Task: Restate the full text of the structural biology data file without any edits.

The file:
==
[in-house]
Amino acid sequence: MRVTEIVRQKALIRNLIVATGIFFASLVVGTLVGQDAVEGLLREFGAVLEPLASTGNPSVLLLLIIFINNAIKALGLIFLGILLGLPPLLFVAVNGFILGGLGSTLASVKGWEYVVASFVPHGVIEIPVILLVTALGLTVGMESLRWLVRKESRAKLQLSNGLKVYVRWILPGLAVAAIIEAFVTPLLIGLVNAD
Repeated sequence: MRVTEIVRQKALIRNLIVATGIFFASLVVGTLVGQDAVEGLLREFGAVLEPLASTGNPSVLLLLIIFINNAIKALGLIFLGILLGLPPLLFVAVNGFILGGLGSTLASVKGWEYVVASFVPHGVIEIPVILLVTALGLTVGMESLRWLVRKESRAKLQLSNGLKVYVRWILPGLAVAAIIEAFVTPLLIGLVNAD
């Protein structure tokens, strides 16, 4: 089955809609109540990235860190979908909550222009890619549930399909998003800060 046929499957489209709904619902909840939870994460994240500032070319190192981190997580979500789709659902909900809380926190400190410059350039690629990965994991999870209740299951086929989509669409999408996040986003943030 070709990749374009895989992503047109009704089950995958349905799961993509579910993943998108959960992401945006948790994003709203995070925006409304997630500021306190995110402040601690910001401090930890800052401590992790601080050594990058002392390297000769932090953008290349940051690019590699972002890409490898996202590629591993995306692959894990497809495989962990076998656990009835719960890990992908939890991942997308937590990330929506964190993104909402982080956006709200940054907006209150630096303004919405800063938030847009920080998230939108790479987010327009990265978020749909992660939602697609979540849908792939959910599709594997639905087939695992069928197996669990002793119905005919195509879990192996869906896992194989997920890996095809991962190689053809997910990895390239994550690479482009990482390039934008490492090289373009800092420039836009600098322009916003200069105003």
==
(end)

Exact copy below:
[in-house]
Amino acid sequence: MRVTEIVRQKALIRNLIVATGIFFASLVVGTLVGQDAVEGLLREFGAVLEPLASTGNPSVLLLLIIFINNAIKALGLIFLGILLGLPPLLFVAVNGFILGGLGSTLASVKGWEYVVASFVPHGVIEIPVILLVTALGLTVGMESLRWLVRKESRAKLQLSNGLKVYVRWILPGLAVAAIIEAFVTPLLIGLVNAD
Repeated sequence: MRVTEIVRQKALIRNLIVATGIFFASLVVGTLVGQDAVEGLLREFGAVLEPLASTGNPSVLLLLIIFINNAIKALGLIFLGILLGLPPLLFVAVNGFILGGLGSTLASVKGWEYVVASFVPHGVIEIPVILLVTALGLTVGMESLRWLVRKESRAKLQLSNGLKVYVRWILPGLAVAAIIEAFVTPLLIGLVNAD
């Protein structure tokens, strides 16, 4: 089955809609109540990235860190979908909550222009890619549930399909998003800060 046929499957489209709904619902909840939870994460994240500032070319190192981190997580979500789709659902909900809380926190400190410059350039690629990965994991999870209740299951086929989509669409999408996040986003943030 070709990749374009895989992503047109009704089950995958349905799961993509579910993943998108959960992401945006948790994003709203995070925006409304997630500021306190995110402040601690910001401090930890800052401590992790601080050594990058002392390297000769932090953008290349940051690019590699972002890409490898996202590629591993995306692959894990497809495989962990076998656990009835719960890990992908939890991942997308937590990330929506964190993104909402982080956006709200940054907006209150630096303004919405800063938030847009920080998230939108790479987010327009990265978020749909992660939602697609979540849908792939959910599709594997639905087939695992069928197996669990002793119905005919195509879990192996869906896992194989997920890996095809991962190689053809997910990895390239994550690479482009990482390039934008490492090289373009800092420039836009600098322009916003200069105003």